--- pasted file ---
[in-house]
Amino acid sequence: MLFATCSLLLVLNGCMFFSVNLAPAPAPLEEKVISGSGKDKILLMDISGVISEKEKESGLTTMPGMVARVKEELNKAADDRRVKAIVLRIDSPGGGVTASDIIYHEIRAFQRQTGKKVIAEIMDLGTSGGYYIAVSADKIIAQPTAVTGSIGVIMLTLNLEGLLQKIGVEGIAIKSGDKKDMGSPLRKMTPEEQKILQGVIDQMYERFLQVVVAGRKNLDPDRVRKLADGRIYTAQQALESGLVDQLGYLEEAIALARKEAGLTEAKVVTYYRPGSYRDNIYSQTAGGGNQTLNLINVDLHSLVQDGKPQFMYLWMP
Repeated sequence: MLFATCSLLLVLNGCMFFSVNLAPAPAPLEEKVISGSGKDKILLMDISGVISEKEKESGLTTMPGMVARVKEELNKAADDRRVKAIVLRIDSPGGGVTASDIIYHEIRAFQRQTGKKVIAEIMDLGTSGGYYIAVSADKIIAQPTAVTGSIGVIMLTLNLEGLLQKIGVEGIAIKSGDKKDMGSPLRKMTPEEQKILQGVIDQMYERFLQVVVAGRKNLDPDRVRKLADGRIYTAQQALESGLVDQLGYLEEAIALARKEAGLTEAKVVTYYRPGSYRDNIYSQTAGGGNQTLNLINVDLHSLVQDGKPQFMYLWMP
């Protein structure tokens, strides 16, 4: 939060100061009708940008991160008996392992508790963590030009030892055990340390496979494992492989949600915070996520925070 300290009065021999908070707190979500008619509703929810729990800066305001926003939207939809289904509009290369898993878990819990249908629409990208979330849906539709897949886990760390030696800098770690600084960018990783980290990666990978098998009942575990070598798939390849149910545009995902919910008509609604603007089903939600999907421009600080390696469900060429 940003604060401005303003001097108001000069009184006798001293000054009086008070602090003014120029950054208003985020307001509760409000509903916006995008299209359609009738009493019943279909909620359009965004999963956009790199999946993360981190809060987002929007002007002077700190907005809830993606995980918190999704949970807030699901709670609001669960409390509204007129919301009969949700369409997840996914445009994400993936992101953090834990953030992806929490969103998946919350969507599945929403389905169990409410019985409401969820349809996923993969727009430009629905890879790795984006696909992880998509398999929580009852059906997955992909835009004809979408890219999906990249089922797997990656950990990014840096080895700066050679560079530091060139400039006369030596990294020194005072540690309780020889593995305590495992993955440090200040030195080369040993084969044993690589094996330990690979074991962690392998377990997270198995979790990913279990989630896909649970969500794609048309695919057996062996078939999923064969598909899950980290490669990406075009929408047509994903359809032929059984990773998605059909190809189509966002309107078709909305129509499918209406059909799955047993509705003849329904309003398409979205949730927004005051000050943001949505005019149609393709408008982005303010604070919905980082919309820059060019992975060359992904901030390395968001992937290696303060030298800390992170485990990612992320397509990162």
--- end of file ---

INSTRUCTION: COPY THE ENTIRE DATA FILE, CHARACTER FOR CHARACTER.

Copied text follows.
[in-house]
Amino acid sequence: MLFATCSLLLVLNGCMFFSVNLAPAPAPLEEKVISGSGKDKILLMDISGVISEKEKESGLTTMPGMVARVKEELNKAADDRRVKAIVLRIDSPGGGVTASDIIYHEIRAFQRQTGKKVIAEIMDLGTSGGYYIAVSADKIIAQPTAVTGSIGVIMLTLNLEGLLQKIGVEGIAIKSGDKKDMGSPLRKMTPEEQKILQGVIDQMYERFLQVVVAGRKNLDPDRVRKLADGRIYTAQQALESGLVDQLGYLEEAIALARKEAGLTEAKVVTYYRPGSYRDNIYSQTAGGGNQTLNLINVDLHSLVQDGKPQFMYLWMP
Repeated sequence: MLFATCSLLLVLNGCMFFSVNLAPAPAPLEEKVISGSGKDKILLMDISGVISEKEKESGLTTMPGMVARVKEELNKAADDRRVKAIVLRIDSPGGGVTASDIIYHEIRAFQRQTGKKVIAEIMDLGTSGGYYIAVSADKIIAQPTAVTGSIGVIMLTLNLEGLLQKIGVEGIAIKSGDKKDMGSPLRKMTPEEQKILQGVIDQMYERFLQVVVAGRKNLDPDRVRKLADGRIYTAQQALESGLVDQLGYLEEAIALARKEAGLTEAKVVTYYRPGSYRDNIYSQTAGGGNQTLNLINVDLHSLVQDGKPQFMYLWMP
């Protein structure tokens, strides 16, 4: 939060100061009708940008991160008996392992508790963590030009030892055990340390496979494992492989949600915070996520925070 300290009065021999908070707190979500008619509703929810729990800066305001926003939207939809289904509009290369898993878990819990249908629409990208979330849906539709897949886990760390030696800098770690600084960018990783980290990666990978098998009942575990070598798939390849149910545009995902919910008509609604603007089903939600999907421009600080390696469900060429 940003604060401005303003001097108001000069009184006798001293000054009086008070602090003014120029950054208003985020307001509760409000509903916006995008299209359609009738009493019943279909909620359009965004999963956009790199999946993360981190809060987002929007002007002077700190907005809830993606995980918190999704949970807030699901709670609001669960409390509204007129919301009969949700369409997840996914445009994400993936992101953090834990953030992806929490969103998946919350969507599945929403389905169990409410019985409401969820349809996923993969727009430009629905890879790795984006696909992880998509398999929580009852059906997955992909835009004809979408890219999906990249089922797997990656950990990014840096080895700066050679560079530091060139400039006369030596990294020194005072540690309780020889593995305590495992993955440090200040030195080369040993084969044993690589094996330990690979074991962690392998377990997270198995979790990913279990989630896909649970969500794609048309695919057996062996078939999923064969598909899950980290490669990406075009929408047509994903359809032929059984990773998605059909190809189509966002309107078709909305129509499918209406059909799955047993509705003849329904309003398409979205949730927004005051000050943001949505005019149609393709408008982005303010604070919905980082919309820059060019992975060359992904901030390395968001992937290696303060030298800390992170485990990612992320397509990162």